It shows how important is the role of a leader and reminds me of an interesting observation of a French Diplomat who once said, “I am more afraid of an army of 100 sheep led by a lion than an army of 100 lions led by a sheep.”
The leaderless Rajput army was small and the differences among them were huge. They had already lost a battle against Sultan and were demoralized as well. The sudden siege of the fort left Maharani with no other option but to request Mughal Emperor Humayun for his immediate help. She sent a rakhi to Humayun. Humayun was quick in realizing the subtle message conveyed by the delicate sacred thread.
He was on an expedition to Bengal. He stopped his progress and rushed towards Chittorgarh. However, by the time he reached Chittor, the damage was all done. The inhabitants of the fort embraced death either in the battlefield or in the sacred pyre. When Humayun saw the tragic end of the inhabitants of the fort and the Maharani, he deeply regretted his not being able to reach on time. He defeated Sultan and reinstated Vikramaditya as Maharana of Chittor.
The skeptics believe that the delay on Humayun’s part was deliberate as he was unsure that should he fight for his Hindu sister or not! Regarding reinstating Vikramaditya, they argue it was not an act of nobleness but political calculations of a shrewd Emperor, a foolish teenager was much easier to control than a seasoned Sultan.
From this site of gory past, let us move to the ruins of an old Shiva temple. Its solitude attracted me. I slid through a locked, rusted turnstile and walked on its desolate pathway enjoying the tranquility of the surroundings; no one was in sight. My footsteps scared a quail. It hurriedly crossed my path. I was not alone there. It was soon followed by another one. By the time my hands reached the camera in my pouch, the two birds vanished. Quail is a weak flier and this makes it vulnerable to hunting, though I missed my shot.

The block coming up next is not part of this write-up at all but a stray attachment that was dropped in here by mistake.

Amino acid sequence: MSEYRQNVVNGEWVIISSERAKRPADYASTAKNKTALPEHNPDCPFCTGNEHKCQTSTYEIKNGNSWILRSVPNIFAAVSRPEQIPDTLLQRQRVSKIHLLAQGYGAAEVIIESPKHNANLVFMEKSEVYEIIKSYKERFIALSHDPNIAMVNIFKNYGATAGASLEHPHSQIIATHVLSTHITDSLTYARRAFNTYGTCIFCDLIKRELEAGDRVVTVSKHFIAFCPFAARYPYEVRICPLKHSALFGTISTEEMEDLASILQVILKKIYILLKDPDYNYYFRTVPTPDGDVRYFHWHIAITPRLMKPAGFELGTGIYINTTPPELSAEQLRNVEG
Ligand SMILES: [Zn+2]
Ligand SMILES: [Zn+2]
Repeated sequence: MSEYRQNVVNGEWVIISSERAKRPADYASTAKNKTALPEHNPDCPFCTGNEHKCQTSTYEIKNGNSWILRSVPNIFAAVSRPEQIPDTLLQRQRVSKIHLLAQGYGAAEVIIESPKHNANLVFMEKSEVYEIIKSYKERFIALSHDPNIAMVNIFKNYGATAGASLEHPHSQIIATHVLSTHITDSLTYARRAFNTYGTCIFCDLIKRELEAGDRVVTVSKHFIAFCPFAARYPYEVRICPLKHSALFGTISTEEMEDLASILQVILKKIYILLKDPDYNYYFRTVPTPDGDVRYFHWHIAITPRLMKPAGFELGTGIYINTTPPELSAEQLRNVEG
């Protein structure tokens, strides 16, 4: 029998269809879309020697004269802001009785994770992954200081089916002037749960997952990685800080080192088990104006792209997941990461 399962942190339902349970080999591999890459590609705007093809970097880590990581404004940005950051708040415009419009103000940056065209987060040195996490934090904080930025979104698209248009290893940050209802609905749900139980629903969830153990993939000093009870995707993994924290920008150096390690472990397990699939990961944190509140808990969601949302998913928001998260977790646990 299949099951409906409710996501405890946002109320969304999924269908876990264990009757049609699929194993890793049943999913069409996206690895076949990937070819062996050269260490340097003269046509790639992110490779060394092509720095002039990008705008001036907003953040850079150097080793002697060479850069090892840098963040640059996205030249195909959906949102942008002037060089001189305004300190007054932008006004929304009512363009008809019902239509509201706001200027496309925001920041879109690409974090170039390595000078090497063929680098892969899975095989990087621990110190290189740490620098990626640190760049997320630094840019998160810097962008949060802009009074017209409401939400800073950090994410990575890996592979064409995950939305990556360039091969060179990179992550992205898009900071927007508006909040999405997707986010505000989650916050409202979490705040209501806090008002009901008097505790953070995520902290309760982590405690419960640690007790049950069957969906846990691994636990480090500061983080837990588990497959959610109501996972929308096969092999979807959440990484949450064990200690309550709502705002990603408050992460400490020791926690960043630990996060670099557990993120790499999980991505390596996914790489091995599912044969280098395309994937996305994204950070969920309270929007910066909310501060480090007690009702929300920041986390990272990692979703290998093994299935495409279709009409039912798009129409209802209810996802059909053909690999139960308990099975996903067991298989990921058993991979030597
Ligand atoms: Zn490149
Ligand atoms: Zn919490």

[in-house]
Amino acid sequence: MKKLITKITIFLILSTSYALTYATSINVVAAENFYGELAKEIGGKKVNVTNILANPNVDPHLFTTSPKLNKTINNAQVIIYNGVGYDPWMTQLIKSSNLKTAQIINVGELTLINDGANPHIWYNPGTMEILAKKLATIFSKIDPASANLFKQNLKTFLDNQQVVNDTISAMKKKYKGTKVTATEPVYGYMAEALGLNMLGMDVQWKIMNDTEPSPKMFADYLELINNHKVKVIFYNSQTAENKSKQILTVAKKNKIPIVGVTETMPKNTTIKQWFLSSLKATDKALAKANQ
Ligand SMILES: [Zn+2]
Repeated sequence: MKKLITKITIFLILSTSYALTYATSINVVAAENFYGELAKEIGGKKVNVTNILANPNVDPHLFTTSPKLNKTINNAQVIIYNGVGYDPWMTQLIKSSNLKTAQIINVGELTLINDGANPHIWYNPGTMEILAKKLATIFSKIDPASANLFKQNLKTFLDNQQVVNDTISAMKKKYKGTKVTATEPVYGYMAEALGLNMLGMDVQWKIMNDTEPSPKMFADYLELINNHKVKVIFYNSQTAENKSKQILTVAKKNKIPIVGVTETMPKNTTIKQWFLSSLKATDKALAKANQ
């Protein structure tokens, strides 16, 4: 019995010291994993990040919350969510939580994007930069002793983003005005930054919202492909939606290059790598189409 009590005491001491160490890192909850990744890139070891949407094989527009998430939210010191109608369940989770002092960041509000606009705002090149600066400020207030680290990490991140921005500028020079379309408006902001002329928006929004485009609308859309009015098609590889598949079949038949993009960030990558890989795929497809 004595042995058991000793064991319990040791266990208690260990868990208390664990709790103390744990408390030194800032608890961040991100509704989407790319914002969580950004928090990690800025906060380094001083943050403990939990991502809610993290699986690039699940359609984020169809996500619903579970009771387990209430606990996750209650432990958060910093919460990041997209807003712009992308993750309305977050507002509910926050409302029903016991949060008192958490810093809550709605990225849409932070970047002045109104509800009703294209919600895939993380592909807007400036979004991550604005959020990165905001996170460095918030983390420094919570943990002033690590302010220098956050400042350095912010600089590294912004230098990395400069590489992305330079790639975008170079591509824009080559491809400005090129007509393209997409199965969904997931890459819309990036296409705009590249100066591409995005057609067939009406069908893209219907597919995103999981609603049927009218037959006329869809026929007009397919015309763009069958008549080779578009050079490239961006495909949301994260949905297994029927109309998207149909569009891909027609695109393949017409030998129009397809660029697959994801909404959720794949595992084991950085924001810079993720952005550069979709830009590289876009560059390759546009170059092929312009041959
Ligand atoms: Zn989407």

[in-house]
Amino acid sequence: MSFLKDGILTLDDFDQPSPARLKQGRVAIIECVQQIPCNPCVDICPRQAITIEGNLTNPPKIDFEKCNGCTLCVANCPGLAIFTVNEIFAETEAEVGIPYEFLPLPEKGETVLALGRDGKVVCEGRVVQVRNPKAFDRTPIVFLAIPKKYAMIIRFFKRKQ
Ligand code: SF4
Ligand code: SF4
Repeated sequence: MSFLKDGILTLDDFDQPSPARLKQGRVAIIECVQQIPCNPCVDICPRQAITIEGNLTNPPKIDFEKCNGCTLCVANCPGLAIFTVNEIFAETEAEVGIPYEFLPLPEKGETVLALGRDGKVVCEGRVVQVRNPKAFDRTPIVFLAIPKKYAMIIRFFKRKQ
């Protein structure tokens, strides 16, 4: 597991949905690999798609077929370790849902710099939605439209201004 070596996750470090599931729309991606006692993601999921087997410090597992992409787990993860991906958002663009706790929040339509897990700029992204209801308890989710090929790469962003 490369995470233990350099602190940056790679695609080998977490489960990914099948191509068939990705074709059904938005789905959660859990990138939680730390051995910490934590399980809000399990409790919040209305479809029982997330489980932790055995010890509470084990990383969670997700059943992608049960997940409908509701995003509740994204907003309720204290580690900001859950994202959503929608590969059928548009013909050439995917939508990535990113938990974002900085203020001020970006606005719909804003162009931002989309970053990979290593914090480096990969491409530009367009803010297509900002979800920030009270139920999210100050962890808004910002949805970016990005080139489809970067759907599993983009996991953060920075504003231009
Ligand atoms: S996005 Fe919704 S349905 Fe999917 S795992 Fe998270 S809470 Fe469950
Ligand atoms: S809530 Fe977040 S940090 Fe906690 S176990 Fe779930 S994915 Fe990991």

I sat there for sometime, listening the silence and the occasional rustling of dry leaves. While enjoying the solitude, I was lost in thoughts about the complex relationship Sisodia clan shared with Mughal Dynasty.
It started with Maharana Sanga inviting and fighting along with Babur against Ibrahim Lodi. Soon this friendship of convenience went sour and Sanga pitted himself against Babur, eventually losing the battle of Khanwa that also ended his life. Maharani Karnavati’s decision to send rakhi to Humayun, Babur’s son, to seek his help surprises me as much as Humayun’s generosity to come to her help and eventually returning the throne to its rightful owner. Something again went kaput and Akbar, Humayun’ son, attacked Chittorgarh that resulted in the third jauhar of the fort. The rivalry between Maharna Pratap and Akbar is well-known. The love-hate relationship continued and when Shahjahan, Akbar’s grandson, revolted against his father Jahangir, he sought protection in Mewar and is believed to have spent around six months at Jagmandir in Lake Pichhola.
I guess it is unavoidable when two proud and powerful dynasties grow together with a deep understanding of each other’s weakness and strength, passing through thick and thin of time, still remaining firm-footed in their strongholds.